Visual Studio Code March 2021

Downloads: Windows: User System ARM | Mac: Universal 64 bit Arm64 | Linux: snap deb rpm tarball ARM

Welcome to the March 2021 release of Visual Studio Code. There are a number of updates in this version that we hope you will like, some of the key highlights include:

If you’d like to read these release notes online, go to Updates on

Join us live at the VS Code team’s livestream on Thursday, April 8 at 8am Pacific (4pm London) to see a demo of what’s new in this release, and ask us questions live.

Insiders: Want to try new features as soon as possible? You can download the nightly Insiders build and try the latest updates as soon as they are available.


Multi-cursor support

We have added initial screen reader support for multiple cursors. Whenever a new cursor is added, VS Code now announces it along with the cursor line and column position. VS Code also announces when secondary cursors have been removed. We plan to further improve multi-cursor accessibility as we receive more feedback.

Increased limit to 1000 lines for screen reader

Thanks to upstream issues being fixed, we have increased the number of lines that a “Say All” command can read. Previously, we had a hard limit of 100 lines that could be announced by a screen reader at one time, and we have now increased this limit to 1000. Further upstream fixes are needed in order for us to not have any limit at all.

Due to this change, the setting editor.accessibilityPageSize is now deprecated. We will still support this setting in the next couple of releases, however we plan to fully drop it in the future.


Updated brand icons for macOS Big Sur

Brand icons on macOS Big Sur

We’ve been working on updating the VS Code brand icons on macOS to match the new visual style of Big Sur. We’ve appreciated all of the feedback from the community, and we are happy to release the new logos for Stable and Insiders. We are also using the same logos on all platforms.

Stable Insiders Exploration
Stable icon Insiders icon Exploration icon

Improved sash customization

A new workbench.sash.hoverDelay setting lets you define the delay for the hover feedback of sashes. The existing workbench.sash.size setting has been improved in order to still provide a large surface grabbing area for touch devices, while keeping the UI clean.

Improved List/Tree navigation

Lists and Trees now support a custom keyboard navigation mode that behaves more naturally in specific areas such as Notebooks.

Additionally, Shift+Click range selections behave more deterministically.

Tab decorations on by default

Tab decorations for editors are now on by default, to configure them use workbench.editor.decorations.colors and workbench.editor.decorations.badges

Editor tab with decorations showing that the file has warnings and is modified for git
Theme: GitHub Light Theme

Resizing columns in Keyboard Shortcuts editor

The Keyboard Shortcuts editor is now refactored to use the new table widget, allowing users to resize the columns in the editor.

Extension management improvements

  • VS Code now detects extensions installed/uninstalled through the VS Code CLI. Extensions can be activated/de-activated in the active window (instance) and will be correctly displayed in the Extensions view.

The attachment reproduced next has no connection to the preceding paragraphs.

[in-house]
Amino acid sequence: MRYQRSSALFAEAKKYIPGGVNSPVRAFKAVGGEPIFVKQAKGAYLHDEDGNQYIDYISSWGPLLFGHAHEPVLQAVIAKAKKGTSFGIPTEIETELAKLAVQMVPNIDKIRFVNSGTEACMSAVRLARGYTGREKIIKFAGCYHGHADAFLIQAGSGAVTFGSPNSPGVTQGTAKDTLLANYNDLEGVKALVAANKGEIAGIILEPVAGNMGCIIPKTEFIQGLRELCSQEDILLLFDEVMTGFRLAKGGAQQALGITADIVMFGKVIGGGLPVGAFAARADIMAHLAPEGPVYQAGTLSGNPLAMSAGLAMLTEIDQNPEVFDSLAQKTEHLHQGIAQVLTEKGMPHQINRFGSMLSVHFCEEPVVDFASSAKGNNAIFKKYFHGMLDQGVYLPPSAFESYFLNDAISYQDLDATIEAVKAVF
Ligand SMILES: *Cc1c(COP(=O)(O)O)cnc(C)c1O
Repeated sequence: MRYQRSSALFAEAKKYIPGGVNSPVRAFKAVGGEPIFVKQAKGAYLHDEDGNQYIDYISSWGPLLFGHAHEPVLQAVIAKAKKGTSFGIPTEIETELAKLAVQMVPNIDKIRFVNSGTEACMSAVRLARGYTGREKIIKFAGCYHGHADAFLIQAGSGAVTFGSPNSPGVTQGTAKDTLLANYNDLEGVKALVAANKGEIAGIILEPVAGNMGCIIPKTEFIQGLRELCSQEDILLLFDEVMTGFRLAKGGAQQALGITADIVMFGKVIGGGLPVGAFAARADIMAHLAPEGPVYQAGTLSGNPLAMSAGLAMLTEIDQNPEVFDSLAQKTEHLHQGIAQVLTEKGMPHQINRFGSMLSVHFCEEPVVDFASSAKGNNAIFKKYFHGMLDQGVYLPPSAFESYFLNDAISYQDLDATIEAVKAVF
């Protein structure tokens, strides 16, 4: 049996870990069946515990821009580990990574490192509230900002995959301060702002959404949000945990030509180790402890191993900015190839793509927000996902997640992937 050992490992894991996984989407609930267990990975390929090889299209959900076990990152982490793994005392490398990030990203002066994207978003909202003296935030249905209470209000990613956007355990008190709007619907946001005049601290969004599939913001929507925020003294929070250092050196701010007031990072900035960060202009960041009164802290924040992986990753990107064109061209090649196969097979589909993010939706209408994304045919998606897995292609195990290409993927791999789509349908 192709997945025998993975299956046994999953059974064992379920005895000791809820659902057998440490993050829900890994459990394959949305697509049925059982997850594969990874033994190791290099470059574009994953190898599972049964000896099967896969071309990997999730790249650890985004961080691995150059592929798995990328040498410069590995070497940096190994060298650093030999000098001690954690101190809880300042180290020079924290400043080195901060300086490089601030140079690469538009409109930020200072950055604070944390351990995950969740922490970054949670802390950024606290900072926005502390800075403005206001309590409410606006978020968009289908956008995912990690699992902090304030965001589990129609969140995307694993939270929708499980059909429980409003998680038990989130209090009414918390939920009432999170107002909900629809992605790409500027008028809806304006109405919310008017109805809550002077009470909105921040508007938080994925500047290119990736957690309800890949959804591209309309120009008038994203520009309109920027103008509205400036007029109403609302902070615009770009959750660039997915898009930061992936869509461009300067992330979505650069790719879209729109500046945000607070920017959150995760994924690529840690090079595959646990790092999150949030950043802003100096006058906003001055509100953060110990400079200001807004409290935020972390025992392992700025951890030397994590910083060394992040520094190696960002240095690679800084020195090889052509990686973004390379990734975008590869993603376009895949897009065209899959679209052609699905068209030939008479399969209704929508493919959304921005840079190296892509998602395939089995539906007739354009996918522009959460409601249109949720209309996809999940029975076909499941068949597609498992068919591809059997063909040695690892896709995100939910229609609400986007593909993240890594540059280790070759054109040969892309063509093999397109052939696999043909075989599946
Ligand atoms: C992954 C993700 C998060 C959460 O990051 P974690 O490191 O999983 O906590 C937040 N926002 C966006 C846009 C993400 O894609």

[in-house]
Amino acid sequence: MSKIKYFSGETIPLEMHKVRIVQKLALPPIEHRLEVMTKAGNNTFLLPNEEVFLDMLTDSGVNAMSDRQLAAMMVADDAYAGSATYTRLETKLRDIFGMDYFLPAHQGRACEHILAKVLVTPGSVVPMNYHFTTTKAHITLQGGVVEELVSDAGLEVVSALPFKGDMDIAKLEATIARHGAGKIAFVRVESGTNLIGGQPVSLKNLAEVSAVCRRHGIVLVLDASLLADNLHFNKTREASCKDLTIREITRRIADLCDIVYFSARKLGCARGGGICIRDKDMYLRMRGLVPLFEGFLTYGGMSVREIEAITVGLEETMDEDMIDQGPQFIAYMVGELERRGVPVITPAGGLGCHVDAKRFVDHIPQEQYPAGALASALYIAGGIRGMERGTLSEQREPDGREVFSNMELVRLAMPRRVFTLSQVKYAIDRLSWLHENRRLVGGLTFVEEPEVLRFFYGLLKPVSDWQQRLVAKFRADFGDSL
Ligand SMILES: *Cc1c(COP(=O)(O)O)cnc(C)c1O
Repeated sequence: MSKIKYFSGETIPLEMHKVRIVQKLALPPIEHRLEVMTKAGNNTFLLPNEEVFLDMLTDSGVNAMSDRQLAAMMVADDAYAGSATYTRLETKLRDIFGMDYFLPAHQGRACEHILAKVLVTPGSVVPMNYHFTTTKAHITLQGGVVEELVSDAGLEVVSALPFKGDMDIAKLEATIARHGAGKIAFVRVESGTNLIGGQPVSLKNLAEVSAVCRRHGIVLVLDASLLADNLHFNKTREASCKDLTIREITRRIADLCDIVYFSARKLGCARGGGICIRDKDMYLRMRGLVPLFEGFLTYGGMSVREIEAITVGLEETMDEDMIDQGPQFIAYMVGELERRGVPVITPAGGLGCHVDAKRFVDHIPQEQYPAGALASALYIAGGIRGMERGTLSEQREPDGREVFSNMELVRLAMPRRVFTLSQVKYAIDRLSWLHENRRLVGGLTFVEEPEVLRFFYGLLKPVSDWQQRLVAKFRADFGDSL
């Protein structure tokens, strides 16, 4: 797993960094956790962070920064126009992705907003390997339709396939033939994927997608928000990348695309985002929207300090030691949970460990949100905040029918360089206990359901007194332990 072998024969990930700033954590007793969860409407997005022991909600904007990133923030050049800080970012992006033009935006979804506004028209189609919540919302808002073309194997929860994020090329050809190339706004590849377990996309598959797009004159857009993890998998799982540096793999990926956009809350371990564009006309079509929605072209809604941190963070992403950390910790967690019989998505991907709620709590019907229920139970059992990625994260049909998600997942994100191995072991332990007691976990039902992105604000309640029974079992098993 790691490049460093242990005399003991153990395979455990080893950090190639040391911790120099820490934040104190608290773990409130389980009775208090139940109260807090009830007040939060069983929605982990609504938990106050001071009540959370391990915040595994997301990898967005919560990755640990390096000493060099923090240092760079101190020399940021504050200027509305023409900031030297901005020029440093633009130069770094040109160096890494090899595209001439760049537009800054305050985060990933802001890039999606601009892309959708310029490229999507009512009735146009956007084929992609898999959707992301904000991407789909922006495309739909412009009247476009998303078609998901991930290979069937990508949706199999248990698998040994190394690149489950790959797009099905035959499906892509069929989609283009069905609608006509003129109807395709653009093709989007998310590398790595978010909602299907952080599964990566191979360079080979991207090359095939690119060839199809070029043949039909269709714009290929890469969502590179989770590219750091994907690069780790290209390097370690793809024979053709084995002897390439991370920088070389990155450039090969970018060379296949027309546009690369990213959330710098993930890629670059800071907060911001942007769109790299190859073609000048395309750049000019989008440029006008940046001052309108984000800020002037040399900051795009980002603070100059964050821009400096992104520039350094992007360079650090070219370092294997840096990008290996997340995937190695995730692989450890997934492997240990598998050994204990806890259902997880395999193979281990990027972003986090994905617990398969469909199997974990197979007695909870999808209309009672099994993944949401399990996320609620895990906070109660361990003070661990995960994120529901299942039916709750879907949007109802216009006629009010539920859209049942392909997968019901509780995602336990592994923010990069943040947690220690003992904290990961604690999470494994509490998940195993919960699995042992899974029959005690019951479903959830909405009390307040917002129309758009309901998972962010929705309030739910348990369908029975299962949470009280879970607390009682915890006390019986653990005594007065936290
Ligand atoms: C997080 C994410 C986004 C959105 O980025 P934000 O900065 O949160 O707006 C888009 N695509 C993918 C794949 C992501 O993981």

• VS Code now shows the set of extensions included in an extension that sets the extensionPack property in a separate Extension Pack tab even when the extension is not categorized as Extension Packs.

Extension that is not an extension pack but includes other extensions

Theme: GitHub Light Theme

Negative text filtering in Problems view

You can now filter problems that do not contain specific text from the Problems view by prepending ! to the filter text.

Reporting Marketplace issues

Last month we highlighted that there’s a new public repository for issues related to the Extension Marketplace. Now, VS Code’s issue reporter supports creating issues in this repository.

Configure tree hover delay

The hover delay for extension contributed tree views can now be configured with workbench.hover.delay.


The emmet.extensionsPath setting now takes in only string arrays, and can be directly edited in the Settings editor.

Search in Open Editors

You can now toggle the Search Only in Open Editors checkbox in a workspace search to change from searching the entire workspace to only searching in files that have been opened in editor tabs. This previously was enabled via an opt-in, this iteration we’ve enhanced the behavior with files that have not yet been loaded in the VS Code session and enabled it by default.

Control the font size of the Source Control input

You can now change the font size of the Source Control input via the new scm.inputFontSize setting.

Integrated Terminal

Terminal profiles

The terminal now supports defined profiles, which appear in the terminal’s dropdown, to conveniently launch non-default shells:

Terminal profiles show up below the terminal processes and above the configuration items

VS Code will automatically detect and surface some of the more commonly used shells through this menu, but they can also be configured using the terminal.integrated.profiles.<platform> setting. With this setting, it’s possible to add new profiles, change existing profiles and remove default profiles. For example:

"": {
 // Add a PowerShell profile that doesn't run the profile
 "PowerShell (No Profile)": {
 // Some sources are available which auto detect complex cases
 "source": "PowerShell",
 "args": ["-NoProfile"],
 // Name the terminal "PowerShell (No Profile)" to differentiate it
 "overrideName": true
 // Remove the builtin Git Bash profile
 "Git Bash": null,
 // Add a Cygwin profile
 "Cygwin": {
 "path": "C:\cygwin64\bin\bash.exe",